You ask, why didn't Sarah Palin "have a say" in her media strategy? The answer is simple and obvious: It wasn't her campaign and it wasn't her staff.
John McCain and his campaign team called all the shots. When Palin balked at their bad advice, she was accused of "going rogue" and badmouthed by anonymous leakers who were, in many cases, the same staffers responsible for the botched strategy. When Palin complained about being unfairly disparaged in the media, she was then accused of "whining." She was cornered, trapped in a can't-win situation.
What happened to Palin was quite similar to what happened to Barry Goldwater in 1964: Democratic attacks on Goldwater were effective mainly because they were echoed by Goldwater's Republican enemies: "Hey, look, even Republicans say Barry's a dangerous warmongering kook!"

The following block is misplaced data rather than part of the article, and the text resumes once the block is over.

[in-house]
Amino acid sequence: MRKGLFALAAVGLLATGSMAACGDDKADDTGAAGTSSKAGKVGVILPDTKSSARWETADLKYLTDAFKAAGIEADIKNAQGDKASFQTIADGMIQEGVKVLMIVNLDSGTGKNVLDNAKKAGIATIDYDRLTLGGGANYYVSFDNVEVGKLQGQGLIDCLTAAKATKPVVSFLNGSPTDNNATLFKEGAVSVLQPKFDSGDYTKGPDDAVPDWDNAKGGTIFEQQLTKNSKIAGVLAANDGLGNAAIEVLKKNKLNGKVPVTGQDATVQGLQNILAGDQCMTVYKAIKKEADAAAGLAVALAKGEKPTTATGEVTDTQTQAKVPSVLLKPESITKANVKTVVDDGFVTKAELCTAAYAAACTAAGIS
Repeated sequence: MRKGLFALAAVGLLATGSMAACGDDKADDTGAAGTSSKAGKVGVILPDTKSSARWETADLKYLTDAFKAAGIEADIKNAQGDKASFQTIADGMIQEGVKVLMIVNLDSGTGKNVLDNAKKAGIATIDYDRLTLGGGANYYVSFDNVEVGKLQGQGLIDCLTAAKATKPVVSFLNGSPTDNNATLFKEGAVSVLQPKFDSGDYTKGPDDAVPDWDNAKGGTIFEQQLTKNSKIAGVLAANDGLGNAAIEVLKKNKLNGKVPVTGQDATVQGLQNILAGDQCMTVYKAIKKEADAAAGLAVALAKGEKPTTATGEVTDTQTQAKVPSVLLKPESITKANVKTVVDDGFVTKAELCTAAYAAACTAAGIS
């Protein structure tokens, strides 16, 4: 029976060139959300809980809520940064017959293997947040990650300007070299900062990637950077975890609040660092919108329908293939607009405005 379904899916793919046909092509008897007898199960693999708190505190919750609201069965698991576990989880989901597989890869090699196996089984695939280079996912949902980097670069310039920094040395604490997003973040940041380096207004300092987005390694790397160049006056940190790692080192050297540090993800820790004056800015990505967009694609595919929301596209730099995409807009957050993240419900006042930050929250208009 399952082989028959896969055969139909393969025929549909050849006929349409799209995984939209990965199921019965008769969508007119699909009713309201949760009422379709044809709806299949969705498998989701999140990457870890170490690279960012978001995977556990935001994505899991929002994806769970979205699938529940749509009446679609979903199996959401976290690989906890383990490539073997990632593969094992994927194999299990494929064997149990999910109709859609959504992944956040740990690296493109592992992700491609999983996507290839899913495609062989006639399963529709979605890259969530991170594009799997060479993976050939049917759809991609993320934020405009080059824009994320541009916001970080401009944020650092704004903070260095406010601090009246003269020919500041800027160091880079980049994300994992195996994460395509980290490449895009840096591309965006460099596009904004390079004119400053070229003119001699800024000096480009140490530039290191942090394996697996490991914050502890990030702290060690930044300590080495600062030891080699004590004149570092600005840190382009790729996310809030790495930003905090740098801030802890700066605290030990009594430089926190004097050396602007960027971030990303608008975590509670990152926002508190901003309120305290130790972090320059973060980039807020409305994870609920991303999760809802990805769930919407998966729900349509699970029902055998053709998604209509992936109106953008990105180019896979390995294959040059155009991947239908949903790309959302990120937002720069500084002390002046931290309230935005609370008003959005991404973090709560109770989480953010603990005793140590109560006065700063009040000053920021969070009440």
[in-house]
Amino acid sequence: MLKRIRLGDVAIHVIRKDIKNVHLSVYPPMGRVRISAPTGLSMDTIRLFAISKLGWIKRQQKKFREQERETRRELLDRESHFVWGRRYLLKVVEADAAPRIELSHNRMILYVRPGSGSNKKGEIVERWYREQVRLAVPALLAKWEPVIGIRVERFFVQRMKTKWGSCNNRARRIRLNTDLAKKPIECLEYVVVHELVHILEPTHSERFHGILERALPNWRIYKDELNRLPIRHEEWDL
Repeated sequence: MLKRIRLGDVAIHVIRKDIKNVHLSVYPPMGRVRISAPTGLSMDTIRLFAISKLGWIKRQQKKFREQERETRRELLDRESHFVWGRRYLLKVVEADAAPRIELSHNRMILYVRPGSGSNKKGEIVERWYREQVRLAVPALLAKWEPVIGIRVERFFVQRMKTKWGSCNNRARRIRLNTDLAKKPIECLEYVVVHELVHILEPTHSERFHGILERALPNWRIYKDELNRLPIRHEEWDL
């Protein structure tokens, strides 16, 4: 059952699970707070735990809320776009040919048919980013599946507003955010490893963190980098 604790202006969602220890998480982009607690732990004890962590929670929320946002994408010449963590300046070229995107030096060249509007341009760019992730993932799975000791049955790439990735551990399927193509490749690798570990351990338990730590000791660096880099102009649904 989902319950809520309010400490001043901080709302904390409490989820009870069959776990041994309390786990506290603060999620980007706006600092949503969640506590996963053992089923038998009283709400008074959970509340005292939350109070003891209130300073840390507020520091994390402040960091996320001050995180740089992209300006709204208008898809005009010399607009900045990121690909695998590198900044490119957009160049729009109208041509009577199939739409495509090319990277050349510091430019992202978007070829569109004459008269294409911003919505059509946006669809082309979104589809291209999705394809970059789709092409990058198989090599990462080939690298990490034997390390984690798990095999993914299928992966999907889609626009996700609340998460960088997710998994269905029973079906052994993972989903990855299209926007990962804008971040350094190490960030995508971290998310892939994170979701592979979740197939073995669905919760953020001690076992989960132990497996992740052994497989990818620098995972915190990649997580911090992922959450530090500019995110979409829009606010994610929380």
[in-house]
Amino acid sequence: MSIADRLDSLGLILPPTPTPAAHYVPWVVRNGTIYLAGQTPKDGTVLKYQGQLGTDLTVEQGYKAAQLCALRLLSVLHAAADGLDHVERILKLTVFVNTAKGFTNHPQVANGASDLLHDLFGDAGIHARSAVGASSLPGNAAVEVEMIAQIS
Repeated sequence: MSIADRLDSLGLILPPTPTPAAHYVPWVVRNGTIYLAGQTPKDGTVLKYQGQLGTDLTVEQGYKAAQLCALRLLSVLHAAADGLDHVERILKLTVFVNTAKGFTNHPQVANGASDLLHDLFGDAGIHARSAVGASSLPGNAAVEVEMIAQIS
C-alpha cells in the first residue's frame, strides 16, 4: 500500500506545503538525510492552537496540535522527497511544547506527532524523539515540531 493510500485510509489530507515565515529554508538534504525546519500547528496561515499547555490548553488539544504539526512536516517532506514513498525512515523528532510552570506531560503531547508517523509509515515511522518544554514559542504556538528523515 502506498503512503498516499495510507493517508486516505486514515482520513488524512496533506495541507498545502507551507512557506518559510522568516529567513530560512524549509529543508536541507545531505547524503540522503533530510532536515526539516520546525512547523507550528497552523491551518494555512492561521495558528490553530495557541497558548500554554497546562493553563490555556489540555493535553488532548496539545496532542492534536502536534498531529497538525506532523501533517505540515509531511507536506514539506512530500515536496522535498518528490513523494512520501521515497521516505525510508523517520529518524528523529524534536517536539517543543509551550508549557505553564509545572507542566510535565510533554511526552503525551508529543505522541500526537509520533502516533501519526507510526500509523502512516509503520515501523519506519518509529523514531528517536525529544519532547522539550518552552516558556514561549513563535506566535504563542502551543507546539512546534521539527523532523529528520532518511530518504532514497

We are still three years away from the 2012 presidential election, and I am disappointed by Professor Althouse's effort to portray Palin as not merely unready for the presidency now, but so irremediably inferior as to be permanently disqualified for high office.
Obviously, statesmanship requires traits more weighty than the sort of personal charisma that generates intense grassroots enthusiasm. Otherwise Barack Obama wouldn't be so far along the path to becoming a 21st-century Jimmy Carter. Yet what other 2012 GOP presidential hopeful has a fraction of the grassroots enthusiasm that Palin would bring to the campaign?
The Republican "Anybody But Palin" Coalition seems willing to discard that grassroots enthusiasm, without which Obama's re-election is a near certainty. (If Mitt Romney couldn't even beat that notorious loser John McCain . . .)
Any Republican who disaparages Palin without suggesting a feasible GOP alternative can therefore be said to be objectively pro-Obama.
Ace of Spades and Conservative for Palin have more comment.
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